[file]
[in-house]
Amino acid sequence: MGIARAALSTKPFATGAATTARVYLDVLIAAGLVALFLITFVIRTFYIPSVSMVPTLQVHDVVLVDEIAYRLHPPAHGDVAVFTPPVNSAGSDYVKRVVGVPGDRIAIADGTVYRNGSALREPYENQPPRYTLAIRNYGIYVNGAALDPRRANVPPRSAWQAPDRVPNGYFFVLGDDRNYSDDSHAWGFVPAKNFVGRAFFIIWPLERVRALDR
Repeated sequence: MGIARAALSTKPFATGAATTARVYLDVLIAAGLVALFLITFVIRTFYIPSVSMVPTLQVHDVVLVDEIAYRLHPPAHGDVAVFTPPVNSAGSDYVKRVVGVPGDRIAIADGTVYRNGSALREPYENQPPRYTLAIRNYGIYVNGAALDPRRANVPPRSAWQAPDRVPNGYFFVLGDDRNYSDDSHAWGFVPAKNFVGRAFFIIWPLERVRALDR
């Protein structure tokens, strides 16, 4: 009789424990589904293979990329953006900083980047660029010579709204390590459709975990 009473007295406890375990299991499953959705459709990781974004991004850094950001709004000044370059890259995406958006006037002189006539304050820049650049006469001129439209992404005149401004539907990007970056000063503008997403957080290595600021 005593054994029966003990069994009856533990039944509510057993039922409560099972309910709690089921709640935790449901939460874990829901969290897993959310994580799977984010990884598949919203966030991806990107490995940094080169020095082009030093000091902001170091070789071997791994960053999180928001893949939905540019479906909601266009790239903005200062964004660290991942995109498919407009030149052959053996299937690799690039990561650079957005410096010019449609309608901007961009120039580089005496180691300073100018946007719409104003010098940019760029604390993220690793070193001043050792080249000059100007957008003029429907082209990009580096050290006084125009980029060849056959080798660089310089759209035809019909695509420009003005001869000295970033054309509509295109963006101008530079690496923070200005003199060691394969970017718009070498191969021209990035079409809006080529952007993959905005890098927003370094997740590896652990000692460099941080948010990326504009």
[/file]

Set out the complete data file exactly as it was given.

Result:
[in-house]
Amino acid sequence: MGIARAALSTKPFATGAATTARVYLDVLIAAGLVALFLITFVIRTFYIPSVSMVPTLQVHDVVLVDEIAYRLHPPAHGDVAVFTPPVNSAGSDYVKRVVGVPGDRIAIADGTVYRNGSALREPYENQPPRYTLAIRNYGIYVNGAALDPRRANVPPRSAWQAPDRVPNGYFFVLGDDRNYSDDSHAWGFVPAKNFVGRAFFIIWPLERVRALDR
Repeated sequence: MGIARAALSTKPFATGAATTARVYLDVLIAAGLVALFLITFVIRTFYIPSVSMVPTLQVHDVVLVDEIAYRLHPPAHGDVAVFTPPVNSAGSDYVKRVVGVPGDRIAIADGTVYRNGSALREPYENQPPRYTLAIRNYGIYVNGAALDPRRANVPPRSAWQAPDRVPNGYFFVLGDDRNYSDDSHAWGFVPAKNFVGRAFFIIWPLERVRALDR
């Protein structure tokens, strides 16, 4: 009789424990589904293979990329953006900083980047660029010579709204390590459709975990 009473007295406890375990299991499953959705459709990781974004991004850094950001709004000044370059890259995406958006006037002189006539304050820049650049006469001129439209992404005149401004539907990007970056000063503008997403957080290595600021 005593054994029966003990069994009856533990039944509510057993039922409560099972309910709690089921709640935790449901939460874990829901969290897993959310994580799977984010990884598949919203966030991806990107490995940094080169020095082009030093000091902001170091070789071997791994960053999180928001893949939905540019479906909601266009790239903005200062964004660290991942995109498919407009030149052959053996299937690799690039990561650079957005410096010019449609309608901007961009120039580089005496180691300073100018946007719409104003010098940019760029604390993220690793070193001043050792080249000059100007957008003029429907082209990009580096050290006084125009980029060849056959080798660089310089759209035809019909695509420009003005001869000295970033054309509509295109963006101008530079690496923070200005003199060691394969970017718009070498191969021209990035079409809006080529952007993959905005890098927003370094997740590896652990000692460099941080948010990326504009």